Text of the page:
The City Council of Perm, the planning commission, and members of the public gave their approval for a wHY-designed theater at the center of a major cultural revitalization initiative, led by the city’s mayor. The project will be a collaboration between wHY’s New York office and Buildings Workshop, and wHY’s Landscape Workshop, in order to generate a landmark for the emerging arts district.
W Hy: The Latest Architecture and News
The city of New York is connecting all 32-miles of coastline with public amenities, piece by piece. To link the East River’s greenways, the interdisciplinary practice, wHY has submitted an RFP to the New York City Economic Development Corporation for the 1.1-mile long coastal stretch.
The landscape and urban design workshop as part of wHY -- wHY GROUNDS, has tackled the linear site, stretching from 53rd to 61st street, encompassing 1.72-acres of public space. The site is exceptional with its views to Roosevelt Island, the Queensborough Bridge, the Queens/Brooklyn waterfront and down to Lower Manhattan.
San Francisco’s Asian Art Museum has unveiled plans for a $38 million renovation and addition project that will transform the institution’s exhibition and educational programs while reconnecting the building to its Civic Center location. Designed by architect Kulapat Yantrasast of wHY, the project consists of a new 13,000-square-foot exhibition Pavilion and Art Terrace clad in a rusticated gray terracotta facade that echoes the design language of the original beaux arts building.
The team led by US-based architects wHY has been selected as the winner of the Ross Pavilion International Design Competition, beating out proposals from Adjaye Associates, BIG, Flanagan Lawrence, Page\Park Architects, Reiulf Ramstad Arkitekter and William Matthews Associates + Sou Fujimoto Architects.
Featuring an international collaboration of architects, engineers and creative agencies – including Edinburgh-based design studio GRAS, Groves-Raines Architects, Arup, Studio Yann Kersalé, O Street, Stuco, Creative Concern, Noel Kingsbury, Atelier Ten and Lawrence Barth – the team envisioned a rolling terrain for the West Princes Street Gardens site that the jury lauded as both exciting and respectful of its historic setting.
The Ross Development Trust, in collaboration with the City of Edinburgh Council and Malcolm Reading Consultants, has announced the seven finalists teams that will compete for the design of the new Ross Pavilion in the heart of Edinburgh, Scotland. Located in West Princes Street Gardens below Edinburgh Castle and at the intersection of the UNESCO World Heritage recognized Old and New Towns, the £25 million project will feature a landmark pavilion to replace an existing bandstand, a visitors center with cafe, and a subtle reimagination of the surrounding landscape. The new pavilion will host a range of cultural arts programming.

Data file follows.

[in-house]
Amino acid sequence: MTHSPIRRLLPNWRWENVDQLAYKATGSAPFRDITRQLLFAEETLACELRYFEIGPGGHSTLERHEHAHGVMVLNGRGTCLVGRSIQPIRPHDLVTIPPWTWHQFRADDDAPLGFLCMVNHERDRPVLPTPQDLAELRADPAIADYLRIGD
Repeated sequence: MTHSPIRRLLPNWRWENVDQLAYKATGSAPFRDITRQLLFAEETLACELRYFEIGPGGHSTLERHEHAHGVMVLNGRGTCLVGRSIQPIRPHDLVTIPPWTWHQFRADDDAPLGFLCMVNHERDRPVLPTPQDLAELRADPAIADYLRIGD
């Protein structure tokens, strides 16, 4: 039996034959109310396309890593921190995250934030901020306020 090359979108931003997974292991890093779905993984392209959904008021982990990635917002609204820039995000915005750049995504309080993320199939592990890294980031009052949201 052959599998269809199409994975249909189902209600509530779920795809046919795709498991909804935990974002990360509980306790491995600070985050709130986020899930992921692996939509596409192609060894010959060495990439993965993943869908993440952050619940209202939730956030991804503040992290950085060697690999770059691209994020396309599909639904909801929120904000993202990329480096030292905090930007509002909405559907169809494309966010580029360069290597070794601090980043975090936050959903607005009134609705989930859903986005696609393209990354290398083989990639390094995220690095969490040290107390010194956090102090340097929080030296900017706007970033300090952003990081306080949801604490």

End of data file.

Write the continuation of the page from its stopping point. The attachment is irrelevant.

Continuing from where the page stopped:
From an entry pool of 125 teams, the following seven were unanimously selected to continue on to the second stage of the competition:
Now on display as part of CURRENT: LA’s Public Art Biennial is “The Waterfall Pavilion,” designed by Los Angeles architects wHY’s Objects Workshop division in coordination with contemporary artist Rirkrit Tiravanija. The temporary installation is located at the point where water from Lake Balboa flows via a waterfall into the Los Angeles River, and consists of an open pavilion and a water purification wagon, corresponding to this year's festival theme of 'Water.'
Five major firms have been shortlisted for the Albright-Knox Art Gallery's $80 million expansion in Buffalo, New York. Chosen for their "design intellect" and ability to collaborate, the competing firms will envision ways to expand the gallery's exhibition space and create a new public urban area that maximizes the site's potential, as the Albright-Knox campus is located on the edge of Delaware Park - one of Frederick Law Olmsted’s major works.
“The selection of the architects reflects that malleability, because none of them has a fingerprint style,” Albright-Knox director Janne Sirén said. “All of them, almost, specialize in an ability to build for a given context.”
The five practices include:
Kulapat Yantrasast is one of the founding partners and current Creative Director of wHY (Workshop Hakomori Yantrasast): a multi-disciplinary firm that works with designed objects, architecture and ideas. Yantrasast values humanist design, focusing on the way architecture directly relates to its human inhabitants. The firm has a diverse portfolio, with much of their work focusing on the relationship of public spaces to the city. They have been shortlisted to revitalize Los Angeles’ oldest park, selected to design the performance spaces for Chicago’s re-designed Jackson Park, and designed and built the “Art Bridge” – a cultural piece of infrastructure – over the Los Angeles river.